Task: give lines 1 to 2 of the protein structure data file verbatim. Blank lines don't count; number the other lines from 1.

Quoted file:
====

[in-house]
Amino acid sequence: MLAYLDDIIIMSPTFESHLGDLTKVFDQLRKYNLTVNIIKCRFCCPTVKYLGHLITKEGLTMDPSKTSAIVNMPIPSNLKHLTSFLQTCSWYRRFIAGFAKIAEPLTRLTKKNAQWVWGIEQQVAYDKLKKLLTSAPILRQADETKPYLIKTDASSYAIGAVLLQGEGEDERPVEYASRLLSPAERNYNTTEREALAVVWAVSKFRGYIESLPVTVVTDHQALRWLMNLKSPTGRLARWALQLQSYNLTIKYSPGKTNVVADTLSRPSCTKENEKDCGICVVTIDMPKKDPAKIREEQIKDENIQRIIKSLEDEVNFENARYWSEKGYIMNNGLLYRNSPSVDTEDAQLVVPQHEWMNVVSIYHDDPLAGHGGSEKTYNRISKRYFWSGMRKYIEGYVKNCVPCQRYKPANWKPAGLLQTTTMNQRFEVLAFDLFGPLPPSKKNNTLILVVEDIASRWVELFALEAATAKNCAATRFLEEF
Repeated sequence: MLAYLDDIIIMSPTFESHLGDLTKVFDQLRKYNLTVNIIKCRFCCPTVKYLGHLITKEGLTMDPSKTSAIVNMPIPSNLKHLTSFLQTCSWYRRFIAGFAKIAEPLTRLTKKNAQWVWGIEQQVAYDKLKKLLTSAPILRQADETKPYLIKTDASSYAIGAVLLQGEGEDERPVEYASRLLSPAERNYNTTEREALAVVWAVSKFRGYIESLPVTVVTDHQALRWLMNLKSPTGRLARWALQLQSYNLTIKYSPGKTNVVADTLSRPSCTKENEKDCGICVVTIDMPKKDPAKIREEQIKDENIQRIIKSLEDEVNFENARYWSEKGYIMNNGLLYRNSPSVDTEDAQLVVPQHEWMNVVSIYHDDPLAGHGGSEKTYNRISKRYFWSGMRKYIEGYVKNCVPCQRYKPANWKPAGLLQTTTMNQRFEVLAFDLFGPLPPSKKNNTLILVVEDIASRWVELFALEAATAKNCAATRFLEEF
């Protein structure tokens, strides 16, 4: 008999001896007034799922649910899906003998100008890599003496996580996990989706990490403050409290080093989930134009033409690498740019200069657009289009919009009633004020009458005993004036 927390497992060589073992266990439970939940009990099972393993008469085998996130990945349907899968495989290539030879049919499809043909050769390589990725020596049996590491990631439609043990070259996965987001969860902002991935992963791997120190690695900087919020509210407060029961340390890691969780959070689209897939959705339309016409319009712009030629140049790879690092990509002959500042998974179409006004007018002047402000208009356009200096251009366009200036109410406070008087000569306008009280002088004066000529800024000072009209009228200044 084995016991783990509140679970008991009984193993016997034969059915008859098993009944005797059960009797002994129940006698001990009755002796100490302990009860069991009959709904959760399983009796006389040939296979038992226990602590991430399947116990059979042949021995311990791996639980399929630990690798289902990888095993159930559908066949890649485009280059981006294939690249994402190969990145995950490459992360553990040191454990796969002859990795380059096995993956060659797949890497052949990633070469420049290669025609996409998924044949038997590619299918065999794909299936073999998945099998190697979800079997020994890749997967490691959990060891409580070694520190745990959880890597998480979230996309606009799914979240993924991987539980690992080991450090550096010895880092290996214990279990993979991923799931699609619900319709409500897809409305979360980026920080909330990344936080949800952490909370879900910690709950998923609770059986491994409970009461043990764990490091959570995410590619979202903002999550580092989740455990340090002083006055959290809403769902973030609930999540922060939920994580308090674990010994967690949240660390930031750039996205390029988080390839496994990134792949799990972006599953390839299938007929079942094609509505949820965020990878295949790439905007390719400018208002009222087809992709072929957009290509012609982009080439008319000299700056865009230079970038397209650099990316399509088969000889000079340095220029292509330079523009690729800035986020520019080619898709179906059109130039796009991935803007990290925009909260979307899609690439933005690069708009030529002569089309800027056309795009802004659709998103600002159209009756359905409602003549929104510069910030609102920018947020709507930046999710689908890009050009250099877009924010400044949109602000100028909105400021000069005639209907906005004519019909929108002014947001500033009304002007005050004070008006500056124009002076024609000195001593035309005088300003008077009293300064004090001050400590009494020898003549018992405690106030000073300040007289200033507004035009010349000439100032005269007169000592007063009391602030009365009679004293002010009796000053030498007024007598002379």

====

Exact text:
[in-house]
Amino acid sequence: MLAYLDDIIIMSPTFESHLGDLTKVFDQLRKYNLTVNIIKCRFCCPTVKYLGHLITKEGLTMDPSKTSAIVNMPIPSNLKHLTSFLQTCSWYRRFIAGFAKIAEPLTRLTKKNAQWVWGIEQQVAYDKLKKLLTSAPILRQADETKPYLIKTDASSYAIGAVLLQGEGEDERPVEYASRLLSPAERNYNTTEREALAVVWAVSKFRGYIESLPVTVVTDHQALRWLMNLKSPTGRLARWALQLQSYNLTIKYSPGKTNVVADTLSRPSCTKENEKDCGICVVTIDMPKKDPAKIREEQIKDENIQRIIKSLEDEVNFENARYWSEKGYIMNNGLLYRNSPSVDTEDAQLVVPQHEWMNVVSIYHDDPLAGHGGSEKTYNRISKRYFWSGMRKYIEGYVKNCVPCQRYKPANWKPAGLLQTTTMNQRFEVLAFDLFGPLPPSKKNNTLILVVEDIASRWVELFALEAATAKNCAATRFLEEF